Farmers at AHDB’s Pembrokeshire Monitor Farm meeting on 6 February learned how to get detailed machinery costs, to help their future decision-making.
Led by AHDB machinery guru Harry Henderson and James Taylor from Strutt & Parker, the 15 farmers talked through how they could put accurate, detailed costs against their farm labour and machinery.
Tom Rees, the Monitor Farm host who farms at Dudwell, bravely displayed his own machinery costs to help get the group started.
He said: “I found the machinery review very interesting. It was a lot more thorough than I thought it would be!
“I was nervous before doing the review, because I thought, being a small farm, that our machinery costs would be fairly high because we don’t have the area to spread it over. But what became apparent once we started getting the results of our own machinery review back, was that by using large kit, running it for a long time and doing repairs in-house – this makes economic sense for us.”
James Turner used data from the other 21 AHDB Monitor Farms which had also done a machinery and labour costs review, to help put some of the figures in context.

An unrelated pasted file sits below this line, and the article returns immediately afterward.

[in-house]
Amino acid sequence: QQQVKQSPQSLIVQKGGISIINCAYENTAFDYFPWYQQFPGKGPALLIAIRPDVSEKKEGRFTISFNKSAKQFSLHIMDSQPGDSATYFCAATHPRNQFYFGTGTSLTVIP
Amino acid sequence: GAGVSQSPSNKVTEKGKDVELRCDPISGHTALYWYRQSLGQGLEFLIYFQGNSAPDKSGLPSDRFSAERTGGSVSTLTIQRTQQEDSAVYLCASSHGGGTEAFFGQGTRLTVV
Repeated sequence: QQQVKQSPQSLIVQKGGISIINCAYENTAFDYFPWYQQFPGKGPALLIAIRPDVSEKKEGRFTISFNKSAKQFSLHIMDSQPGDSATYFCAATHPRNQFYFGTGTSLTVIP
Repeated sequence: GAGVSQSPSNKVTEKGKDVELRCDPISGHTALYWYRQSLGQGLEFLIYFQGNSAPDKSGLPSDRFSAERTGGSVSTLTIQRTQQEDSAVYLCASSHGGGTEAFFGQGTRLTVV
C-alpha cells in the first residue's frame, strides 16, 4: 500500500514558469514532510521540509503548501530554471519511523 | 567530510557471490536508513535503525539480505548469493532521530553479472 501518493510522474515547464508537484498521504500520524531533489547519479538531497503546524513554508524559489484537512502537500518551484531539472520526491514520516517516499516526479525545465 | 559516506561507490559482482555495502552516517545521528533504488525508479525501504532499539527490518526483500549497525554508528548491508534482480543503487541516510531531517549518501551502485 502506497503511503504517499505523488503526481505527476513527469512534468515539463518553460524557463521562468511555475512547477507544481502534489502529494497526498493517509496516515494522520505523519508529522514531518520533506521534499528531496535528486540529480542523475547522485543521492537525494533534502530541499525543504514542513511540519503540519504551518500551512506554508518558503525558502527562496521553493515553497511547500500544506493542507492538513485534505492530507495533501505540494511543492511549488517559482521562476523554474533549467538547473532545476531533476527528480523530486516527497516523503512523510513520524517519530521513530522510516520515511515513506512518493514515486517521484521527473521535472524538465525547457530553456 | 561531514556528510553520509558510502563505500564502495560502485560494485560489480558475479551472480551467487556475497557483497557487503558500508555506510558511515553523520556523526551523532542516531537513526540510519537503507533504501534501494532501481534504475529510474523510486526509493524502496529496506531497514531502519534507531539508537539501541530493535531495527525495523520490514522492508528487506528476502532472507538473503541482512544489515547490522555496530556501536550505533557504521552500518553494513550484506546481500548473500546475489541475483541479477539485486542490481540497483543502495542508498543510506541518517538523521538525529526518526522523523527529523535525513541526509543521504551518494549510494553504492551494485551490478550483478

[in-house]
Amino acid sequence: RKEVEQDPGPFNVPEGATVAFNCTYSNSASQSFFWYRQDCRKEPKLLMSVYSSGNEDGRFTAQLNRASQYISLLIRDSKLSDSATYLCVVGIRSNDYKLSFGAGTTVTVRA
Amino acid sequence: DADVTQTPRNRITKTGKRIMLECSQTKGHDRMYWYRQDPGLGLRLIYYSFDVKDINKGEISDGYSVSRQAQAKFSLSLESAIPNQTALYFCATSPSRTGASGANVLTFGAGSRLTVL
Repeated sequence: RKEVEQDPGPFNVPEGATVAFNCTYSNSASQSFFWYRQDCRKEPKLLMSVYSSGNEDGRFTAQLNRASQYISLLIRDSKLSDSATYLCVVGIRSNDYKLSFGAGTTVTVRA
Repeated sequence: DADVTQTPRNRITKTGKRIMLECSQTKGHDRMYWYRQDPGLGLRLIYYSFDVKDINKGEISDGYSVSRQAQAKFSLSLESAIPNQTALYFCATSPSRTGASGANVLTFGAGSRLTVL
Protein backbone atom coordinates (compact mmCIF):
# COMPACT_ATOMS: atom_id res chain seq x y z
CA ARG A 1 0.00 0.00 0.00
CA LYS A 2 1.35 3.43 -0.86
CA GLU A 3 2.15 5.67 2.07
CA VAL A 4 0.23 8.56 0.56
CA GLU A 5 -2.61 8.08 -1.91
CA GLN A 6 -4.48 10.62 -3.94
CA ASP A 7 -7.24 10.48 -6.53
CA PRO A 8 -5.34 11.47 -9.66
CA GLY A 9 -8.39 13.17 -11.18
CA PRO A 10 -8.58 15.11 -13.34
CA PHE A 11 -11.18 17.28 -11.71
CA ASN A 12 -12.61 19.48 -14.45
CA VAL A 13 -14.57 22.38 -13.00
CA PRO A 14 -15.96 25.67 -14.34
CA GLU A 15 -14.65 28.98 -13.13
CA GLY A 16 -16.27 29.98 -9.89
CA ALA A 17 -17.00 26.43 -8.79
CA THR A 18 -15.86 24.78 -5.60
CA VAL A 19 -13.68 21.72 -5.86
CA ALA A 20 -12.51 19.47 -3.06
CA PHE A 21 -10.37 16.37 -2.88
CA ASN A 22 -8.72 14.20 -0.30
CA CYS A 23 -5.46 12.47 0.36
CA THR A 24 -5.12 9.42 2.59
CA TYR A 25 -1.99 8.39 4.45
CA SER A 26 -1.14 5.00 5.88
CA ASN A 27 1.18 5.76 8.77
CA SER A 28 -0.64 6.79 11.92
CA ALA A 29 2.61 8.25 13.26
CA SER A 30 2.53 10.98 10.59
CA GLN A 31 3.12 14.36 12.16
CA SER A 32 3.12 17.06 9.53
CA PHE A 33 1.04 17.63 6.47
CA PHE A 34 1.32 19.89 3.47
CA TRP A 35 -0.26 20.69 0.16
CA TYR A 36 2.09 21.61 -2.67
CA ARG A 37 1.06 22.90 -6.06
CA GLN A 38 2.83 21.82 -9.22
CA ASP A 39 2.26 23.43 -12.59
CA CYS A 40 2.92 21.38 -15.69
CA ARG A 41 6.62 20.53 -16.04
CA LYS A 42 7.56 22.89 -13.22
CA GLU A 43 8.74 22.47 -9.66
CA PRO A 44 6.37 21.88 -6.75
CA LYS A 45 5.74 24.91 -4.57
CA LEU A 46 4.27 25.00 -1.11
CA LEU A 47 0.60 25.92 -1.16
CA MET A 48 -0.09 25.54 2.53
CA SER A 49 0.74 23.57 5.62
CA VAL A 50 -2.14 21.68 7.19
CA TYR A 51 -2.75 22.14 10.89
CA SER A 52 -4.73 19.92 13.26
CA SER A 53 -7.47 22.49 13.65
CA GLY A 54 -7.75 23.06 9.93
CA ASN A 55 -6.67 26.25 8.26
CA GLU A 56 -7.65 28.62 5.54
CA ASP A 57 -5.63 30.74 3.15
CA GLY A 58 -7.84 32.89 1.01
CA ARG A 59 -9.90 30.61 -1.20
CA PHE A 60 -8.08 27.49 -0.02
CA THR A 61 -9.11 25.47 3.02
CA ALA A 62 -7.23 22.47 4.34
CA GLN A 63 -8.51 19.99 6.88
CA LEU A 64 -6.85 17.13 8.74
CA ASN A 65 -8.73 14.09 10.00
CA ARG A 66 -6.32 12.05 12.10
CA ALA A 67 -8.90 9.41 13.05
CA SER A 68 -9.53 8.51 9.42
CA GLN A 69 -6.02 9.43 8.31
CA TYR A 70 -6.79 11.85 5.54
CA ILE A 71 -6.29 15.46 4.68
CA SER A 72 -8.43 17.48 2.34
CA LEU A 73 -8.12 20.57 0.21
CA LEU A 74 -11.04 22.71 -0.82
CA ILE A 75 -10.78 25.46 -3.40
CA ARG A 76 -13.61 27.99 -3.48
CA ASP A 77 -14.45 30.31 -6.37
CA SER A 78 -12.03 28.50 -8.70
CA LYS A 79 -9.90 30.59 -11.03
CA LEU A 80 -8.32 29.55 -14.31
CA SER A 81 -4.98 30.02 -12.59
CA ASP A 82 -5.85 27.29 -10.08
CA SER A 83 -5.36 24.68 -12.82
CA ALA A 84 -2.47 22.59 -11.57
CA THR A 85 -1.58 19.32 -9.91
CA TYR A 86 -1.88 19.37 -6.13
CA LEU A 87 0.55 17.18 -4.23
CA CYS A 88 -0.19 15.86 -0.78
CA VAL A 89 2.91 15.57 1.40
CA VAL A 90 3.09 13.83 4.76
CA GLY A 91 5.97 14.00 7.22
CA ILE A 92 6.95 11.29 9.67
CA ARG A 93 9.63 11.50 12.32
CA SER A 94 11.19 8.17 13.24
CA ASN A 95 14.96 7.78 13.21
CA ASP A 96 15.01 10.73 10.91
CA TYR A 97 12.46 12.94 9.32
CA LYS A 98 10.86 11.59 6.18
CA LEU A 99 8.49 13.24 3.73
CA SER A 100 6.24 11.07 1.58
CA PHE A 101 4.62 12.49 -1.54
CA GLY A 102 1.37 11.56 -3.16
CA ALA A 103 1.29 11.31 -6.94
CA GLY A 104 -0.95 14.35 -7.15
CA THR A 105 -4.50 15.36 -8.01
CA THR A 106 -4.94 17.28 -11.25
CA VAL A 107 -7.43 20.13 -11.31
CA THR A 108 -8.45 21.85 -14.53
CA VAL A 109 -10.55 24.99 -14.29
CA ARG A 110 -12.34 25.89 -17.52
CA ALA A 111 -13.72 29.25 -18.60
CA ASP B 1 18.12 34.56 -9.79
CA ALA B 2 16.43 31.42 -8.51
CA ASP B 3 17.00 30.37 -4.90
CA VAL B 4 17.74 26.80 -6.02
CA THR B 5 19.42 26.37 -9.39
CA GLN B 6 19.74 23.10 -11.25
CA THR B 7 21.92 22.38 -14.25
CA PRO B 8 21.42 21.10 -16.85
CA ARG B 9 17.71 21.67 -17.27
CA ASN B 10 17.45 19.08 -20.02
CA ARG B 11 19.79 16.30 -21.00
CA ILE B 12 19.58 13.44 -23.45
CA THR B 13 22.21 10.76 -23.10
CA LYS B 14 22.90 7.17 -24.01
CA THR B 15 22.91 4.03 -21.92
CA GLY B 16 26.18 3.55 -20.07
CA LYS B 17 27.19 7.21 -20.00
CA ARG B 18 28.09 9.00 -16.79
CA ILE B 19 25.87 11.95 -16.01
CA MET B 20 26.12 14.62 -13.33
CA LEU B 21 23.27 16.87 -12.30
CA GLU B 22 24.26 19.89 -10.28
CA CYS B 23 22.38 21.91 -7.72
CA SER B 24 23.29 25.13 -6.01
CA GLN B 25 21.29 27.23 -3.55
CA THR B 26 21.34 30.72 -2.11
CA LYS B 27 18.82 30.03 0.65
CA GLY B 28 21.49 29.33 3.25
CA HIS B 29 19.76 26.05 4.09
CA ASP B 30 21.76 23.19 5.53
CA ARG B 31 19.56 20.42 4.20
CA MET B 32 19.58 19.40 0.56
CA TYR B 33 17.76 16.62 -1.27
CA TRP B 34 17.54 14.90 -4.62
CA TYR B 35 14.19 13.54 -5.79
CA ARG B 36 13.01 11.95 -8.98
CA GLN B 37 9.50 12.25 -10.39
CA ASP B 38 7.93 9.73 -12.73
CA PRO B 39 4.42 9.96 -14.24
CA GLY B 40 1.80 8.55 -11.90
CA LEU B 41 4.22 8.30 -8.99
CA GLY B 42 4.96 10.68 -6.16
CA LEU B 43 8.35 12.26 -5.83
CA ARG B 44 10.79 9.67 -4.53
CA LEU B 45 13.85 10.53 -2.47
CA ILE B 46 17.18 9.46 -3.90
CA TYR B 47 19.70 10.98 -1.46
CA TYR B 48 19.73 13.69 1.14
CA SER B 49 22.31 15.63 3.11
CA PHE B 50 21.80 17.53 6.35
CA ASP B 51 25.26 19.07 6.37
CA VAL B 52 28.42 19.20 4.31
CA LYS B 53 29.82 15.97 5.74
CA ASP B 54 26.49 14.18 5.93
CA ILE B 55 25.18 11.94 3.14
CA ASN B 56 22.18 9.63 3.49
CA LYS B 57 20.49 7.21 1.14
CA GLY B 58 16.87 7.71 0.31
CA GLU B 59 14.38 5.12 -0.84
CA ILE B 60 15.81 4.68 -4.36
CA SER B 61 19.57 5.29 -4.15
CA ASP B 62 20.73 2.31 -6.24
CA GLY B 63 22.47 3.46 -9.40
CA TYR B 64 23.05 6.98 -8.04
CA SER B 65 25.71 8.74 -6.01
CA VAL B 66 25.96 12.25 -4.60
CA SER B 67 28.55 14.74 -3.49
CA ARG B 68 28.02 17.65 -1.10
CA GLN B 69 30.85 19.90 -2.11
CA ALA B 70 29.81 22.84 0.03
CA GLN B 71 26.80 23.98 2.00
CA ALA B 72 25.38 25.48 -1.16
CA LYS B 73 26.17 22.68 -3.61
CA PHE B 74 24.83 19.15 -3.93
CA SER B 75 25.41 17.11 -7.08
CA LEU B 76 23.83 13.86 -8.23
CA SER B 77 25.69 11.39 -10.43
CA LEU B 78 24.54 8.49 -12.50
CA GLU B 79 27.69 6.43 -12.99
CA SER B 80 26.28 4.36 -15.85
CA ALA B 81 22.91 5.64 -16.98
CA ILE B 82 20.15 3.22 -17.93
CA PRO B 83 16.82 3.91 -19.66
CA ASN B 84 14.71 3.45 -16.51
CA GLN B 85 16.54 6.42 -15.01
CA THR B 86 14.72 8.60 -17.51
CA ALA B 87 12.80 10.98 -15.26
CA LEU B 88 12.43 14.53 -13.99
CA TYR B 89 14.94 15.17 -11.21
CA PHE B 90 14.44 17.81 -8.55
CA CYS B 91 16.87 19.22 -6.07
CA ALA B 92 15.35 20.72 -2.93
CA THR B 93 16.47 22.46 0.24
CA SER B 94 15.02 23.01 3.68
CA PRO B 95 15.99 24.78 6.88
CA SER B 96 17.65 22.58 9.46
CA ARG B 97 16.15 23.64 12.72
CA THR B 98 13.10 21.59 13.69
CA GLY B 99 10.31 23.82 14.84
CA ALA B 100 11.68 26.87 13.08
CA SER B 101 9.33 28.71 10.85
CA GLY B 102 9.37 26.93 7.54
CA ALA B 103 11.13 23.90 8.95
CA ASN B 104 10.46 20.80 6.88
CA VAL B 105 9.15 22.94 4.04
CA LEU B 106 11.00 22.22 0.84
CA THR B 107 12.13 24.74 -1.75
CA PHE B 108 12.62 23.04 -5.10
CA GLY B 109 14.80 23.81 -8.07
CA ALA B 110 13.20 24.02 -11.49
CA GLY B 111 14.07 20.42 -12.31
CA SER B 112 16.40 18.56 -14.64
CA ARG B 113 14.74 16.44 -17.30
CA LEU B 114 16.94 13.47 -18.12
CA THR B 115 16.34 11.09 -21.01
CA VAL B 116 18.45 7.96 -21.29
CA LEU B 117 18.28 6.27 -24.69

With these 22 sets of information, James pulled out some characteristics of the farms with the lowest 25 per cent of costs:
- Depreciation below £63/ha
- Low repair costs through tactical hiring and experience
- Diesel use below 100 L/ha
- Farm size 500 – 1,000 ha
James did add a caveat, however: “Only 22 farms have done this review so far, so it will be interesting when we get more data. But the information is still a good discussion point anyway.”
Tom’s total arable labour and machinery cost, at £403/ha, was around the average for all 22 farms. He keeps machinery and implement costs extremely low because the family can do a lot of the repairs themselves. But, Tom’s total arable labour costs are high in comparison with the group.
Harry Henderson, AHDB, said: “Every farm is different. There’s no single strategy to suit everyone. It’s important to bear in mind that having the lowest possible costs isn’t necessarily the aim – machinery also needs to be reliable and fit for purpose.
“The important thing is to do the review and start using the data to make informed decisions.”
The next meeting at AHDB’s Pembrokeshire Monitor Farm will be in the summer, and all farmers are welcome.
For more information about getting involved, contact AHDB Knowledge Exchange Manager Richard Meredith on firstname.lastname@example.org